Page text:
It is that time of the year when homeowners are busy collecting fallen leaves in their yards and putting them in brown bags or garbage bags. This practice is a waste of resources – both on behalf of homeowners and the environment. Using leaves as a resource rather than spending energy to haul them away will serve as a benefit to your wallet, your yard and the environment. If you are interested in digging deeper into the brief descriptions below, a wealth of information is available to help put your leaves to good use!
Leaves naturally breakdown and provide nutrients for soil. They act as a natural mulch for your yard by retaining water. “Leaving the leaves” will help grass to grow and will reduce the need to use artificial fertilizers. This benefit extends to our waterways — runoff that contains fertilizers is harmful to water quality.
Leaves can be mulched and used as a protective and nutritious layer on your garden and landscaping beds over the winter. They can also be composted for use in your garden during the growing season.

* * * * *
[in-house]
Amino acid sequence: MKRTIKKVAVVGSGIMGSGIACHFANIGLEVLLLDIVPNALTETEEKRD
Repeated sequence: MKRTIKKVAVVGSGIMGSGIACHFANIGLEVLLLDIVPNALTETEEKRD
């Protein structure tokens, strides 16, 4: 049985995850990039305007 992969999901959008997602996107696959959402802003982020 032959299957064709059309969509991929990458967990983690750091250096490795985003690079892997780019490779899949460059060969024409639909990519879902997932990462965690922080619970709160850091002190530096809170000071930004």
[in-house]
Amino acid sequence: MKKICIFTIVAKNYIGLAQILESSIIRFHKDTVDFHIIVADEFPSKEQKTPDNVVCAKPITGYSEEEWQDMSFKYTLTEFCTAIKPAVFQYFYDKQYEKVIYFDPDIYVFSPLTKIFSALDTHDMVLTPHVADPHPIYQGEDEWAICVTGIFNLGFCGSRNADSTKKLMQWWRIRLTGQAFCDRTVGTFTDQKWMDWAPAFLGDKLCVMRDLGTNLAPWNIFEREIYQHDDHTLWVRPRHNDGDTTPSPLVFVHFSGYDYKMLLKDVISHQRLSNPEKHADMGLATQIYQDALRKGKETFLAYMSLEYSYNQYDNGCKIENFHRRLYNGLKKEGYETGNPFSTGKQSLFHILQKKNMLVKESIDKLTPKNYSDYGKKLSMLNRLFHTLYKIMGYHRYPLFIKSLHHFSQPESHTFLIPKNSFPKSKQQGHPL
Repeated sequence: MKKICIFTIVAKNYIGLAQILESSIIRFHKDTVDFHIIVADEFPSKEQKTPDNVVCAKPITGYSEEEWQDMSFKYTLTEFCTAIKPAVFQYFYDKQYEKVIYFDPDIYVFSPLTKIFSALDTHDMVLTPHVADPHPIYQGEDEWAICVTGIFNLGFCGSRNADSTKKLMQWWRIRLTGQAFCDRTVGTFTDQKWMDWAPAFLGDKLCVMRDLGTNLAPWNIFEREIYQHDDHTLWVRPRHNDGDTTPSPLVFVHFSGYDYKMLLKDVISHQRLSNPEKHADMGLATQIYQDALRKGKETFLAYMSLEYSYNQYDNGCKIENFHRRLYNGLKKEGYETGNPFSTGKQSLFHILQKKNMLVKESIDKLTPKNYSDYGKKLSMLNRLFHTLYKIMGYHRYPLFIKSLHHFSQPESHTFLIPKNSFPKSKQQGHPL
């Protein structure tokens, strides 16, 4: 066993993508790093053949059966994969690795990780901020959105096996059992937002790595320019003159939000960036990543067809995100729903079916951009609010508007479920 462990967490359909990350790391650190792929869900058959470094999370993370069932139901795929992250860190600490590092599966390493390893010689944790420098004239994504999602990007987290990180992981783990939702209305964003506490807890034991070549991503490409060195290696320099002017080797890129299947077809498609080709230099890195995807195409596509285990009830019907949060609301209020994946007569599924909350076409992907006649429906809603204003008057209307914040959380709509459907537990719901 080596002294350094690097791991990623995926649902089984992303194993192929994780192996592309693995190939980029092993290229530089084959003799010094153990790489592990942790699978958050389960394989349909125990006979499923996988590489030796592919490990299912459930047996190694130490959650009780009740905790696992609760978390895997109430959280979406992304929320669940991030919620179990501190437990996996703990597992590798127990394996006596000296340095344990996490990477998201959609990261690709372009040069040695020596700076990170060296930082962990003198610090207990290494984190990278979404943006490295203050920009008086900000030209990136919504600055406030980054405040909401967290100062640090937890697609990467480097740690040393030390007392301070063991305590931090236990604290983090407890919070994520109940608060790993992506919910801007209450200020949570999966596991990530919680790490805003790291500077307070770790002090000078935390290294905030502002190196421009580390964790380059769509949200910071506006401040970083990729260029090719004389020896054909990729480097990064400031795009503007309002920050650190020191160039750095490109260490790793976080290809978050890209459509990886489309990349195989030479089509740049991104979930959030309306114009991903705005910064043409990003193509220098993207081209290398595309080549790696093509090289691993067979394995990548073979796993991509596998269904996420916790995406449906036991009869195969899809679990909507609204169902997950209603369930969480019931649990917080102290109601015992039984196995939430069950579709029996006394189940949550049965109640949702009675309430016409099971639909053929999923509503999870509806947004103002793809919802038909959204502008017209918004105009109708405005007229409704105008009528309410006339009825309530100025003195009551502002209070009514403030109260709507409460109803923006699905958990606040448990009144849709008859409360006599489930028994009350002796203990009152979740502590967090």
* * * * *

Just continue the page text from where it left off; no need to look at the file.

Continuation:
According to the "Life in the Leaf Litter" guide published by the American Museum of Natural History, scientists have identified 38 species of ants alone in the leaf matter located in Central Park. Remarkable, right? One of the most densely populated cities in the world still manages to house endless life in its green spaces.
Consider these ants and countless other bugs living in the leaf layers in your own yard. Leaf layers are essential for providing food and shelter for bugs and wildlife, as well as seeds for new plants and trees.
Regardless of how you use your leaves (or don’t), there are a couple rules that everyone should follow:
Keep storm drain inlets clear of leaves. Leaves can block stormwater runoff from entering the drain and cause street flooding.
Do not store leaves in or next to a stream. Leaves decompose and add nutrients to wherever they land. This is a good thing for soil, but not a good thing for water quality. While leaves in a streams are a natural occurrence, additional loading causes harm.